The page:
Photo-Illustration: The Strategist; Photos: Retailers
We all know at least one kid who refuses to wear anything but a princess dress — or a wizard cape, or a Spider-Man costume — from morning to night. And as silly as it can seem to adults, pretending to be someone else is critical to children’s development. “It requires both focus to stay in character and creative thinking to adapt to fit your role,” says Jocelyn Greene, founder of Child’s Play NY, a theater program offering classes, camps, and party services. “When they engage in dramatic play, kids are practicing ‘theory of mind,’ which helps them differentiate themselves from others and is foundational for empathy.”
Children get the most out of playing dress-up starting at around age 3, but any seasoned parent will tell you that the benefits of this type of play will continue for many years. Greene says these skills can’t be taught; kids need play to learn them, and even the simplest costumes and props can spark their imaginations and support their brain development. Dressing up is also just plain fun, as any actor, fashion designer, or stylist can agree. And it doesn’t have to be expensive. Greene likes adding personal items to a costume trunk like great-grandma’s coin purse or a belt you wore in the ’90s. Erin Boyle, mom of three and the writer behind Reading My Tea Leaves, suggests hitting up a local thrift store to find fun and affordable dress-up accessories.
But as with other products meant for kids, the younger the child, the more that safety should be a top concern. “Poorly made clothes and accessories with loose buttons or rhinestones can be tricky because my toddler puts everything in her mouth,” says Natalie Ebel, co-founder of Backdrop. She also advises watching out for glitter costumes that are not well-made because the glitter will “haunt you forever.” To find the best dress-up costumes and accessories, we spoke to five experts including parents, educators, and one toy expert about everything you need to build a fantastic dress-up trunk.
Greene and Boyle both recommended looking for dress-up items that are open-ended and can be adapted for many uses and functions, and named silk play scarves the best example of an open-ended dress-up prop. Boyle says that Sarah’s Silks — a brand we have written about multiple times — is the easiest place to find play silks online but she also suggests buying handmade sets on Etsy. “They’re colorful, they feel nice, and they’re not prescriptive, so kids put them to use in a million different ways: ball gown one minute, knight’s cape another, sail of a pirate ship the next,” she says.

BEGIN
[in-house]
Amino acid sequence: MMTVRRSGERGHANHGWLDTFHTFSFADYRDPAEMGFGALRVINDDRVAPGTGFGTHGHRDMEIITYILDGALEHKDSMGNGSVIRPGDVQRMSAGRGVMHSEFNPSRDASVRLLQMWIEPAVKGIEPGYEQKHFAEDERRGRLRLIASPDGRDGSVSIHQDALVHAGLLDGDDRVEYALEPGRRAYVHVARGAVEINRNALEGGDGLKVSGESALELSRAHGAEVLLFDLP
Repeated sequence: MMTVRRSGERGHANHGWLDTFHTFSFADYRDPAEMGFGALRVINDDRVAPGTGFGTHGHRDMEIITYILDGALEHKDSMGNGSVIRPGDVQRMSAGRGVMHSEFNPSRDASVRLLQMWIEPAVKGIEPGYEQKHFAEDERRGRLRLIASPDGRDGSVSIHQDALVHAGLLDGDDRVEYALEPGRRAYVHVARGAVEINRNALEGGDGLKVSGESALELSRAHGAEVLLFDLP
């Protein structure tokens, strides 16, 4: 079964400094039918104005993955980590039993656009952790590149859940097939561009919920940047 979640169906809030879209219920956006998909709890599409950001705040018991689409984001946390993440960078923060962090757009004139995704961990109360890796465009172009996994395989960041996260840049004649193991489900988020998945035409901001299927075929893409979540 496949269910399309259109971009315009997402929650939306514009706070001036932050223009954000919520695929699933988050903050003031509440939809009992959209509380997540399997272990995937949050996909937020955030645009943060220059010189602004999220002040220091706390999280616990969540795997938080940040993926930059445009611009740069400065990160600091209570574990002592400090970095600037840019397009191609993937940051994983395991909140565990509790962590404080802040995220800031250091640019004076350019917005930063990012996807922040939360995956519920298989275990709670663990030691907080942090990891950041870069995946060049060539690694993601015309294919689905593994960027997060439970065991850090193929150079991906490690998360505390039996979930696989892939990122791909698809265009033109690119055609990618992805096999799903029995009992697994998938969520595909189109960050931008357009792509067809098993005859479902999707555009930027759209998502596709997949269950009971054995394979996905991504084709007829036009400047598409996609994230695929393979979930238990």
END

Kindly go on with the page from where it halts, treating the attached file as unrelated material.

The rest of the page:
“In a dress-up starter kit I recommend some capes, wings, gloves, and lots of hats,” says Greene, noting that accessories give children the flexibility to customize a look and put their own stamp on a character. She suggests providing a variety of options that range from realistic (like a firefighter hat) to magical (like a wand) to creature-based (like tails). This mix might result in unexpected storylines where, for example, they are “part firefighter, part cat, who uses their magical wand to rescue other animals,” she says.
On a practical level, accessories don’t take up as much space as complete costumes but get even more mileage, says Boyle. And Ebel tells us that accessories like headgear, wands, capes, and scarves are often more appropriate for younger children. “While my toddler loves putting on long flowy dresses, she often trips on them,” Ebel says.
Whether it’s from a thrift store, passed down from a friend, or bought new, costume jewelry is always a hit with kids. Need proof? Look at the runaway success of New York brand Super Smalls, a one-stop shop for high-quality play baubles that are designed with help from the founder’s own kids. The chunky necklaces and headbands are among Ebel’s (and her daughter’s) favorite pieces. And this specific set comes recommended by Greene. “It’s fun, glitzy jewelry that my 5-year-old wears all the time,” Ebel says.